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Opinion: Austria's far-right show their true colors

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Opinion: Austrias far-right show their true colors
Opinion: Austria's far-right show their true colors. Imago Images/photonews.at
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The Ibiza recordings of the secret meeting of now-former Austrian Vice-Chancellor Heinz-Christian Strache with a woman claiming to represent a Russian oligarch certainly make for great viewing. For his political opponents, the footage of the ex-leader of the Freedom Party of Austria (FPÖ) lolling about on a sofa, drunk and uninhibited, comes as a gift. For Austria's conservative Chancellor Sebastian Kurz, it comes as a loud warning. The final disguise of civility has been torn from Strache's face. What is revealed is a truly ugly grimace.

FPÖ's true nature

In reality, "Secret Operation Ibiza" did not yield any great surprise when it comes to the character of Strache and his party chums. The most astonishing thing is the sheer impudence of the FPÖ leader, who promised government contracts in return for party donations and also threw in biased media coverage from one of the biggest newspapers in the country. Strache behaved as if he owned the Alpine republic along with all of its citizens.

The Ibiza revelations came after a string of scandals that had put increasing pressure on the coalition of conservatives (ÖVP) and the far-right in Vienna. First, there was an FPÖ link to a member of the so-called Identitarian movement who received money from the perpetrator of the Christchurch terrorist attacks. That came after the party campaigned against public broadcaster ORF after one of its hosts justifiably questioned the party about the Nazi undertones of a caricature that the had been shared by the FPÖ youth wing.

Another FPÖ politician has likened migrants to rats, and Nazi anthems have been heard at social events closely linked to the party — the series of gaffes is endless. But the FPÖ has been operating off the democratic spectrum for a quite a while now. It has deliberately abandoned attempts to distinguish itself from neo-Nazis and other right-wing radical groups.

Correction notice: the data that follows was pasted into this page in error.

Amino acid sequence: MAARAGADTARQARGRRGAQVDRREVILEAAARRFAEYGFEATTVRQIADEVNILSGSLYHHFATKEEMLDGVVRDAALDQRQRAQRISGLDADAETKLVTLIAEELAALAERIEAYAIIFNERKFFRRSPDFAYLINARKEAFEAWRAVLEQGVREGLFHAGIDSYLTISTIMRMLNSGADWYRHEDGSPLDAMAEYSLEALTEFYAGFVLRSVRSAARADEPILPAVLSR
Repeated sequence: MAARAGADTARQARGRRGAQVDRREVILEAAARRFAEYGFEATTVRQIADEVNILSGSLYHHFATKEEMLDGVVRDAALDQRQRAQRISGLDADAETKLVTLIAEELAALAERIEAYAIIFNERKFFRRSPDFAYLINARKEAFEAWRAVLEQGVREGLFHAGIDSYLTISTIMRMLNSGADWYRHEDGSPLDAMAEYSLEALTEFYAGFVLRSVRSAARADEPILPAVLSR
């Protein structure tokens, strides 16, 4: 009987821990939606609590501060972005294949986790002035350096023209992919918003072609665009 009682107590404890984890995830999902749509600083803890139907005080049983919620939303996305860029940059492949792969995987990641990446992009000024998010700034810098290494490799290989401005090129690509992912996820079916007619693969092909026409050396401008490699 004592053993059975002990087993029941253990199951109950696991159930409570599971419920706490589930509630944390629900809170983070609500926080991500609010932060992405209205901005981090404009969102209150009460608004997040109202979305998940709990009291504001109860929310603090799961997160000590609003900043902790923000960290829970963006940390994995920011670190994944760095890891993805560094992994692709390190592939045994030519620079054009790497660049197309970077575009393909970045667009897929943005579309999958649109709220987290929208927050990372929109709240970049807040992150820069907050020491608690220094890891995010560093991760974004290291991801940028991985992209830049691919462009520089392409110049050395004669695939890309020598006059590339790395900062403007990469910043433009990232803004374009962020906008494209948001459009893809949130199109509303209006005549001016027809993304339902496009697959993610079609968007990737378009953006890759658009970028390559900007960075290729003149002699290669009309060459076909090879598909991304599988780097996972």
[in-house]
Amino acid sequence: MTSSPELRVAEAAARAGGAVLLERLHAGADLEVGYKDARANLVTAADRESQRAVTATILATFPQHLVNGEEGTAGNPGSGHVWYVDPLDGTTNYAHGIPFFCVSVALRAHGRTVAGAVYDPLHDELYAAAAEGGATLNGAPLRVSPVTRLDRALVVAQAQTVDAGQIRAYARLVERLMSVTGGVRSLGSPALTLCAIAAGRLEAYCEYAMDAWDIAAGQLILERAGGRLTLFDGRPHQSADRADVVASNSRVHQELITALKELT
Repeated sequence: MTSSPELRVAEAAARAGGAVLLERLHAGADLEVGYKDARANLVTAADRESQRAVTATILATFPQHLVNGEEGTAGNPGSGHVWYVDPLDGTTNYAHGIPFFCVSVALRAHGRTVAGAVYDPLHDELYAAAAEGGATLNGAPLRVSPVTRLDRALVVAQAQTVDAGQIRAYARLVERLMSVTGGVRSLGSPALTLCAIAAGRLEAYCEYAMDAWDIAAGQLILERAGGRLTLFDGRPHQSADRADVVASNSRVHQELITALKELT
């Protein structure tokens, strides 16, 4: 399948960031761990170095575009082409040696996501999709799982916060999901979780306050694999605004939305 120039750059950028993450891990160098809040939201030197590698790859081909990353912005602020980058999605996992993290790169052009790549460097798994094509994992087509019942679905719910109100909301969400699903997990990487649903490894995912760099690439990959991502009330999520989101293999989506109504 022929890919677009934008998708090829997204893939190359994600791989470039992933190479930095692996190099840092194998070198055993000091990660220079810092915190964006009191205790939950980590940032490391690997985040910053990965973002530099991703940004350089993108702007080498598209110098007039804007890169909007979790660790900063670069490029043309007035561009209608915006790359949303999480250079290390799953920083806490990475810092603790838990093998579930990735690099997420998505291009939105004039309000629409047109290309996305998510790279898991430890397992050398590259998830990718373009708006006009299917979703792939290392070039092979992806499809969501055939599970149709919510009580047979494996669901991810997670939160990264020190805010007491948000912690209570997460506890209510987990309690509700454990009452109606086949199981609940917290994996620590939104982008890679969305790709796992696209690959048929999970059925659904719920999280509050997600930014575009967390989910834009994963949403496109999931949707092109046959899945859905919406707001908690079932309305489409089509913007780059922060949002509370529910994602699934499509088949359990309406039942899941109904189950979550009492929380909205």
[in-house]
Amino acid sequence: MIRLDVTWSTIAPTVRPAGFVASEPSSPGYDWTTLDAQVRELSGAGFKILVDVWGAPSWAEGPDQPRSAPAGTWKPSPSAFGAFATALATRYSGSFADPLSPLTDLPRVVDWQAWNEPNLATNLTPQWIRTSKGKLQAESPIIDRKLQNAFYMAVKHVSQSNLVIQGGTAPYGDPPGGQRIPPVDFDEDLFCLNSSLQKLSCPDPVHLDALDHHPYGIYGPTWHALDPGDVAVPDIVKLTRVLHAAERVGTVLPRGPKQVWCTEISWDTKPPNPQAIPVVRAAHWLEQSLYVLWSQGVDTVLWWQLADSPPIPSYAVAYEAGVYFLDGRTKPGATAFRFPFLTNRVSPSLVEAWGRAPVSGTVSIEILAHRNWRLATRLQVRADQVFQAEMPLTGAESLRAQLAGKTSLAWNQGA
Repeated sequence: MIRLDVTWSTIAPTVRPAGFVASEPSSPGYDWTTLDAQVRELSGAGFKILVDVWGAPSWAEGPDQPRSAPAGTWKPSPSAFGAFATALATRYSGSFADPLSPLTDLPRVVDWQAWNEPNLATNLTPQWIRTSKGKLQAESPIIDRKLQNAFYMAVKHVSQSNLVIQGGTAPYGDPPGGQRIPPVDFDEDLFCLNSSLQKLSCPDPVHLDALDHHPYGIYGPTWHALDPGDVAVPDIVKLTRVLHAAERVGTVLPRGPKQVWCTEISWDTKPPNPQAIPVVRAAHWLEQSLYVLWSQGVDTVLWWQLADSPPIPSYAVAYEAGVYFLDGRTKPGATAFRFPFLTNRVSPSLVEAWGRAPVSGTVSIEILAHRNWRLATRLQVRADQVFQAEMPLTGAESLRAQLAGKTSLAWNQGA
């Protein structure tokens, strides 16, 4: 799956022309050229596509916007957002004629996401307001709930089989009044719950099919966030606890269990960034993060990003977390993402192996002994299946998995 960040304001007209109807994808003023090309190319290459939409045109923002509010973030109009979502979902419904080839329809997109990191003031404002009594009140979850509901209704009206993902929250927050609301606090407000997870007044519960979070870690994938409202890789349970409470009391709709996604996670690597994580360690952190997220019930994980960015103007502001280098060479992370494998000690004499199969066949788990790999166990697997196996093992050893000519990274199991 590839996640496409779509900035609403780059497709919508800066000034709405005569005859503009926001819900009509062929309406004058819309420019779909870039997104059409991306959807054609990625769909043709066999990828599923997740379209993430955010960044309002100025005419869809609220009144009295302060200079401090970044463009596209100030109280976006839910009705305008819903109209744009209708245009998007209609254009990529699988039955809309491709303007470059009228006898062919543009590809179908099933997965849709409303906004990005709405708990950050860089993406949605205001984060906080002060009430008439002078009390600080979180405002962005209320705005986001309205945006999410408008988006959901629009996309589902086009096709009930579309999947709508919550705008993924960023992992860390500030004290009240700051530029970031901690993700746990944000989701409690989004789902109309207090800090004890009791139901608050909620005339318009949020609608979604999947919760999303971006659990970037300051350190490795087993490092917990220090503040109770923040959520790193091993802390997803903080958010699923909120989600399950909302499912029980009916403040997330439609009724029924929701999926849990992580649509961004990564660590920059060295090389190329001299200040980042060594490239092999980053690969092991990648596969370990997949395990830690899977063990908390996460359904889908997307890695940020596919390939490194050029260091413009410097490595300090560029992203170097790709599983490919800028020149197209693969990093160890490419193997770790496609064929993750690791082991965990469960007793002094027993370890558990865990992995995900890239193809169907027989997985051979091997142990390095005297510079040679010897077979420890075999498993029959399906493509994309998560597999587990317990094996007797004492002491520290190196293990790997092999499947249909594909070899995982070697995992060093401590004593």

Blow for the right

The affair is a blow to the planned alliance of right-wing parties ahead of elections to the European Parliament. Right-wing party leaders are either shrugging their shoulders, posturing themselves as victims of the affair or denying involvement altogether. But this latest FPÖ incident proves once again that the right-wing populists are not seeking reform in Europe — rather they want to bring about its destruction. Their political model is partially inspired by Russia and in part by fascism.

The hopes of Italy's interior minister and Lega party leader, Matteo Salvini, who aspired to win the conservative European People's Party (EPP) as an ally and really influence European politics, may finally be crushed with the Ibiza case.

Feeble distancing

On the campaign trial, German politician Manfred Weber, the EPP's lead candidate, distanced himself from the Ibiza affair by pointing out that he has long been against populists and extremists — whether they are on the left or right — because they do not offer real solutions. Why he even mentioned leftists — when this is really about right-wing extremists — and why his attempt at distancing himself from far-right parties was so feeble remains somewhat of a mystery.

Unfortunately, it is Weber who for years laid the way for the rise of Viktor Orban, Hungary's authoritarian prime minister. Orban — a self-proclaimed anti-democrat who openly rejects European values and norms — now serves as a model for Salvini and other right-wing populists.

Perhaps Weber is so embarrassed about all of this that he doesn't want to talk about the FPÖ affair. If he does not finally realize what is truly brewing in the right-wing corner of the European Parliament and that he cannot do business with these parties, then the man is truly beyond help.

On the European election campaign trial of the EPP's lead candidate, German politician Manfred Weber, he distanced himself from the Ibiza affair by pointing out that he has long been against populists and extremists — whether they are on the left or right — because they do not offer real solutions.

As to why Weber felt it fit to mention leftists during in this discourse that was really about right-wing extremists — and as why his attempt at distancing himself from the far-right parties was so feeble — remains somewhat of a mystery.

Getting dirty in the swamp

Earlier it seems that Chancellor Kurz believed that he could get away with hitching a ride with the FPÖ. But the far-right party has recently abandoned any restraint and made Kurz's life in the coalition increasingly difficult. Austria's chancellor wants to preserve his residual credibility as a bourgeois conservative, but Strache and his friends have forced his government further and further into an extremist right-wing corner. Kurz should have realized that this alliance would be neither tenable nor sustainable in the long run.

It is actually rather simple: those who climb into the swamp get dirty. Anyone who gets involved with with right-wing extremists and friends of neo-Nazis is a useful idiot. There can be no coalitions with those who label Western democracies "decadent" and rave about dictatorship à la Putin. The Strache scandal is a final warning to all those in Europe who believe that they can get into bed with right-wing extremists but sill consider themselves democrats. It is too late for a call to "nip it in the bud."

Now the time has come for: "Do not continue down this path!"

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